Review: CSI: New York — ‘Air Apparent’

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The relationship between two brothers is tested when one of them is accused of murdering his girlfriend.

Synopsis:

As Riley Frazier plays basketball, his brother Hank listens to the game in prison. When he’s released the next day, Hank promises Riley that he’s clean and that he’s going to stay that way. The things that kept him sane in jail were the thought of seeing his brother and his girlfriend Angela again. When Angela turns up dead, the team finds Hank’s name written in blood on the wall. They bring Hank in, revealing that they found cocaine in her apartment, and he has cocaine in his system. He says he didn’t kill Angela because he was elsewhere getting high. Flack doesn’t believe Hank, so Hank promises that he’ll tell them whatever they want to hear as long as he can see his brother first.

Angela was stabbed 10 times, and she has a lot of defensive wounds. However, some of the stab wounds have hilt marks while others don’t; to add to the confusion, the deepest wounds are the ones without hilt marks. Sid also reveals that the stab wound in Angela’s back incapacitated the left side of her body, but Hank’s name was written with her left index finger—the evidence was staged.

Riley comes to see Hank but throws the table over on him. He’s angry at his brother, and he throws a crumpled paper on the floor before he storms out of the interrogation. It’s an agreement he signed with Hank when he was seven, a promise not to let anything stand in his way of becoming a big basketball star. Hank used to be great too, Riley says, but he tore his Achilles tendon and ended up getting into drugs. Angela stayed by him through thick and thin.

Hawkes recreates the stab wounds, discovering that the three stab wounds with hilt marks were delivered with force. The other seven were pressed in slowly, not leaving a bruise but creating a deeper wound. Whoever killed Angela stabbed her three times, then added the other wounds to make it look like a crime of passion.

Adam tests a piece of plastic found in the victim’s body, which is a piece of a hologram depicting the Asantewaa Living logo. The company recently teamed up with the Wyandotte Sports company to make exclusive, expensive bracelets for athletes. Flack and Lindsay match epithelials under Angela’s nails to Nick Blount, who worked at the same hair salon. He has priors for drugs, but he says the skin under her nails got there when she gave him a head massage while shampooing his hair. However, he’s wearing one of the athletic bracelets, and the hologram is missing. They put the man into the back of the patrol car, but he manages to get free—and immediately gets hit by a passing cab. Blount is put into an induced coma, but the murder weapon is found in the dumpster outside his apartment and has his fingerprints on it. He also has a kit to make a key mold. It’s obvious that he killed Angela, but there’s still a mystery to be solved: a drop of blood in Angela’s apartment doesn’t belong to Blount. There’s another person involved.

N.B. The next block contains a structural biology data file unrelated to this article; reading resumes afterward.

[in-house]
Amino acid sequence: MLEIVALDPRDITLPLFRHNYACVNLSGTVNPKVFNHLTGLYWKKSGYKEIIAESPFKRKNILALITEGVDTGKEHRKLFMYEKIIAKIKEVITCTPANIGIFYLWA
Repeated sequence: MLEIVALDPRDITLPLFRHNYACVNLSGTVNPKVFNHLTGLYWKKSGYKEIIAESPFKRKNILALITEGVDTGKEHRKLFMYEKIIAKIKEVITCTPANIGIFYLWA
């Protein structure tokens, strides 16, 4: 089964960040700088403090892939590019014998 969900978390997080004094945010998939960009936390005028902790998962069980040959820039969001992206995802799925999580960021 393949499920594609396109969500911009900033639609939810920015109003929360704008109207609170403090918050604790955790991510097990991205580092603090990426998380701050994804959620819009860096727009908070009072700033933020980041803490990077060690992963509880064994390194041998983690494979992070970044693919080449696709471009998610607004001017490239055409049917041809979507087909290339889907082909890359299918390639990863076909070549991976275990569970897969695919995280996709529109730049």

Jo reassembles a torn letter from the crime scene. It’s a love letter from Hank to Angela, which mentions Riley and their mother. The letter says that Riley is going to sign with Kansas, which isn’t what Hawkes thought. Blount’s bracelet was a gift from Gavin, Riley’s coach. Gavin has a reason to want Hank out of the picture. Kansas was Hank’s choice when he was a player in the past, so Riley had his heart set on that school. He changed his mind after Hank started making mistakes, and Gavin worried that Riley might go for Kansas now that Hank was turning his life around. Gavin hired Blount to plant some cocaine in Angela’s apartment so they could send Hank back to prison and ensure that Riley would make the “right” college choice—there were millions of dollars in it for Gavin if he delivered Riley to the right school. Unfortunately, Angela came home and caught Blount in the act, and he killed her. He called Gavin to come to the scene, and Blount punched the coach during an argument and gave him a bloody nose—leaving the blood drop on the floor. Left with few options, they staged the scene in an attempt to pin the murder on Hank.


Analysis:

“Air Apparent” marks the return of Don Flack’s younger sister Samantha, who was last seen in the season five episode “Dead Inside”. Back then, it was revealed that Sam was an alcoholic, and the audience was left wondering about her for the past few years. It’s great to see her back this week, and it’s even better to learn that she has gotten her life together since her previous appearance. Flack is reminded of Sam when he thinks about Hank’s addiction, telling Mac that he used to live in fear of his sister doing something stupid while she was drunk. Mac asks if he speaks to Sam regularly, but it’s clear that perhaps they don’t speak as often as they should. Later, Flack heads to Sam’s apartment. He says four of the last five times he called her, the phone went straight to voice mail, and the fifth call told him her number had been disconnected. Sam knows him well enough to guess that he came to visit because he caught a case that made him think of her. She says she’s sober, and all she does all day is watch soap operas.